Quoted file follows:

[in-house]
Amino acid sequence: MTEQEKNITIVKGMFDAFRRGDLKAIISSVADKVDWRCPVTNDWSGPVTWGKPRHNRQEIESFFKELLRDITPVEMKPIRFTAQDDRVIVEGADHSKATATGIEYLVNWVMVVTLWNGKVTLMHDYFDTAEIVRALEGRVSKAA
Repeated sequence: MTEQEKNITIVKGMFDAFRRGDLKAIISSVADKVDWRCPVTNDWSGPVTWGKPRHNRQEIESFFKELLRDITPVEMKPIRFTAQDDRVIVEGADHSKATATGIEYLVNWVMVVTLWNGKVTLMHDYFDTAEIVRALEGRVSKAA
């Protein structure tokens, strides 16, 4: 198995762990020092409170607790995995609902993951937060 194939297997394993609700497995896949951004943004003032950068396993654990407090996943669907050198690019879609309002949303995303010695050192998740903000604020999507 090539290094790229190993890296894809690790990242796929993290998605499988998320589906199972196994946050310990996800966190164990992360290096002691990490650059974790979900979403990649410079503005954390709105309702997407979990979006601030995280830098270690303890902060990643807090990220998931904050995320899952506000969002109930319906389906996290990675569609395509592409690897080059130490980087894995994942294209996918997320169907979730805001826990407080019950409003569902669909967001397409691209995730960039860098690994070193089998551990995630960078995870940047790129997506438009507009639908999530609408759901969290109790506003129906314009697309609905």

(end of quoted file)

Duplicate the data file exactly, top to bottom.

[in-house]
Amino acid sequence: MTEQEKNITIVKGMFDAFRRGDLKAIISSVADKVDWRCPVTNDWSGPVTWGKPRHNRQEIESFFKELLRDITPVEMKPIRFTAQDDRVIVEGADHSKATATGIEYLVNWVMVVTLWNGKVTLMHDYFDTAEIVRALEGRVSKAA
Repeated sequence: MTEQEKNITIVKGMFDAFRRGDLKAIISSVADKVDWRCPVTNDWSGPVTWGKPRHNRQEIESFFKELLRDITPVEMKPIRFTAQDDRVIVEGADHSKATATGIEYLVNWVMVVTLWNGKVTLMHDYFDTAEIVRALEGRVSKAA
């Protein structure tokens, strides 16, 4: 198995762990020092409170607790995995609902993951937060 194939297997394993609700497995896949951004943004003032950068396993654990407090996943669907050198690019879609309002949303995303010695050192998740903000604020999507 090539290094790229190993890296894809690790990242796929993290998605499988998320589906199972196994946050310990996800966190164990992360290096002691990490650059974790979900979403990649410079503005954390709105309702997407979990979006601030995280830098270690303890902060990643807090990220998931904050995320899952506000969002109930319906389906996290990675569609395509592409690897080059130490980087894995994942294209996918997320169907979730805001826990407080019950409003569902669909967001397409691209995730960039860098690994070193089998551990995630960078995870940047790129997506438009507009639908999530609408759901969290109790506003129906314009697309609905």